Ahmed Mansoor: Banned from Travelling Outside the UAE
Ahmed Mansoor is one of the few human rights defenders living in the United Arab Emirates who independently monitors human rights abuses within the country. He regularly raises the UAE’s violations of international law, human rights, and rule of law. He has been jailed multiple times for his efforts and is currently banned from travelling abroad.
Mansoor began focusing on civil and political rights initiatives in the UAE in 2006 when he successfully campaigned for the release of two individuals jailed
for voicing public criticisms of the authorities. His work focuses on freedom of expression, arbitrary detention, torture, due process, and judicial independence.
In 2011, in the wake of the Arab Spring protests, Mansoor was detained along with four other Emirati activists for supporting a petition calling for democratic reform. He was convicted for “insulting officials” but then released on a presidential pardon after eight months in prison. However, Mansoor remains banned from leaving the country and has been denied a passport, violating his right to freedom of movement.
CLOSING CIVIL SOCIETY SPACE IN THE UAE
Threatened by the pro-democracy demonstrations in the region in 2011, the UAE authorities further cracked down on dissent at that time. Mansoor’s arrest, alongside four other activists, on the vague charges of insulting officials exemplified this crackdown.
The government-controlled media attempted to paint the activists calling for political reform as “religious extremists,” a tactic used to prosecute individuals under the country’s broad anti-terrorism law. In 2012, the government issued a new cybercrime decree, which imposes severe restrictions on freedom of speech in social media, blogs, text messages, and emails. The law prohibits criticism of senior officials and demands for political reform.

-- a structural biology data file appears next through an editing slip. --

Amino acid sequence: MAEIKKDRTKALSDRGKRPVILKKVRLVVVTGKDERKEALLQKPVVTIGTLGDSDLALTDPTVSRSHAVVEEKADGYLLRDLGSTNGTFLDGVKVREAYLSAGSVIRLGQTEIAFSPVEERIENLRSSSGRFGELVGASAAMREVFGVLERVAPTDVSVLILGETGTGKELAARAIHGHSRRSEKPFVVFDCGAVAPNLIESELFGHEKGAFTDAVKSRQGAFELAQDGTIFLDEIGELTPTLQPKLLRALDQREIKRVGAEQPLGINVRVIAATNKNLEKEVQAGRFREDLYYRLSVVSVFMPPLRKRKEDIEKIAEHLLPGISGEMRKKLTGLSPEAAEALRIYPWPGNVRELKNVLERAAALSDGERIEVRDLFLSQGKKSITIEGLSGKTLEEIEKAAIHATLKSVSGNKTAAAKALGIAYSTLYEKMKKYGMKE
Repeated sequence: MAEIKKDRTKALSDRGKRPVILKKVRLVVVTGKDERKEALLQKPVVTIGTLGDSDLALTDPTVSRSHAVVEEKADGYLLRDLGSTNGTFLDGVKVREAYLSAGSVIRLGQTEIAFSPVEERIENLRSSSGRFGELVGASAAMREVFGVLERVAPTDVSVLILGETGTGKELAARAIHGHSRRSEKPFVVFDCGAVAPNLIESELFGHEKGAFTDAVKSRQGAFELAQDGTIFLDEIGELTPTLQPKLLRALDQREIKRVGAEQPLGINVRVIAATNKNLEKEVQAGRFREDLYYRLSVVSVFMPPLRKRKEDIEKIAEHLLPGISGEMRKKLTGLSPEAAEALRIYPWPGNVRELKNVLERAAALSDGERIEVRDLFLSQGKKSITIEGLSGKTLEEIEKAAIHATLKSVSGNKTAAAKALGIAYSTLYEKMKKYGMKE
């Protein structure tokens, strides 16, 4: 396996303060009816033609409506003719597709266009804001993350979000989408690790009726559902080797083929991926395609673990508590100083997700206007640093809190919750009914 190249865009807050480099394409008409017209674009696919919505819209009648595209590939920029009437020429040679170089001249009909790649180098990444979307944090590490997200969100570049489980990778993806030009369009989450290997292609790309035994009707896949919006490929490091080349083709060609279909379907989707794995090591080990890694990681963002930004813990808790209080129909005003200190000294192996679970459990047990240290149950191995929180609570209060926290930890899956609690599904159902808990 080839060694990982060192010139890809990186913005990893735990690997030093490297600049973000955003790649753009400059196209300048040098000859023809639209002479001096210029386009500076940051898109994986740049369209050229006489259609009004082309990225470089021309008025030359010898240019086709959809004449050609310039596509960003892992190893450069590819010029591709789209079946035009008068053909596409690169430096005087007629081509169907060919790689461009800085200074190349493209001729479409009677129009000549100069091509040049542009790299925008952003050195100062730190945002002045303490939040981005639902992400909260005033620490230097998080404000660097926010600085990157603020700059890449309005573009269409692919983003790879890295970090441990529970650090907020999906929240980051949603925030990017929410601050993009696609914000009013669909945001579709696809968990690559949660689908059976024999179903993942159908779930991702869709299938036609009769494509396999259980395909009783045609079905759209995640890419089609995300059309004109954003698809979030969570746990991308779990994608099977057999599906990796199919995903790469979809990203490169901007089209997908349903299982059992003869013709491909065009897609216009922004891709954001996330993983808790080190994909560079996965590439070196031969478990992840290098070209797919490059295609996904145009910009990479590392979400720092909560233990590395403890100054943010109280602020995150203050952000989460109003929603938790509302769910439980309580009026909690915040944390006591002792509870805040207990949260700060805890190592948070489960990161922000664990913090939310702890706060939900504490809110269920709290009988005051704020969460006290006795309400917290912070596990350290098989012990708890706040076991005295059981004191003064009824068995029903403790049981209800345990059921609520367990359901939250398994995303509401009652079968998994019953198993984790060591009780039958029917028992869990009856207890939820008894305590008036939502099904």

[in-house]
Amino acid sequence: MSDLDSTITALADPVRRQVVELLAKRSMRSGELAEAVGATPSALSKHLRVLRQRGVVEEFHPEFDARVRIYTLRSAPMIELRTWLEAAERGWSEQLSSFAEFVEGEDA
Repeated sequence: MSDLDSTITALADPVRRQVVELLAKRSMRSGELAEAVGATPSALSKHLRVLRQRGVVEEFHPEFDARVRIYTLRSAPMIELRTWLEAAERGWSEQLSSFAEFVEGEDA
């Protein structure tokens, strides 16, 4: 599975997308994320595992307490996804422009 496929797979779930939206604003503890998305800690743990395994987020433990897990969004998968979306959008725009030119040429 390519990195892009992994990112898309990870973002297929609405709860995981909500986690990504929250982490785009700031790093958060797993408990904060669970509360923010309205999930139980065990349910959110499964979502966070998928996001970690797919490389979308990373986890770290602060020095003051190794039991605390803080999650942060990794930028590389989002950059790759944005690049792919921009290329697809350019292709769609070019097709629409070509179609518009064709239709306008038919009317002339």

Once arrested, dissidents are often subjected to arbitrary detention, due process violations, and in some cases torture. Some are disappeared or held incommunicado for long periods of time. The power of the UAE’s security apparatus is far-reaching and transcends government ministries. As a result, numerous individuals are serving long prison sentences for expressing their opinions online. In addition, the state continues to exercise a firm grip over human rights defenders, pro-democracy activists, and civil society leaders even after they are released from prison.
Mansoor is banned from leaving the country which inhibits his ability to engage in his legitimate work. Such travels bans not only inhibit personal freedoms but also curb activists’ ability to engage with stakeholders. In 2015 Mansoor won the prestigious Martin Ennals Award but was prevented from attending the ceremony in Geneva.
THE U.S. APPROACH TO HUMAN RIGHTS AND COUNTERING VIOLENT EXTREMISM
Through its public statements and diplomatic and military engagements, the United States has made it clear that it views the United Arab Emirates as an important partner in the fight against violent extremism, despite the fact that the country’s repressive policies and practices fuel the very types of grievances which drive violent extremism.
In January the Obama Administration announced that it was “revamping” its communications efforts to counter violent extremism through a new Global Engagement Center (GEC). The GEC works closely with partners and allies abroad including the Sawab Center, a counterterrorism communications center in
the UAE. This collaboration overlooks the country’s record of brutally stifling freedom of expression. By amplifying the voices and credibility of repressive allies to ostensibly counter extremist narratives, the U.S. government appears to be disregarding one of the key components of its own CVE strategy.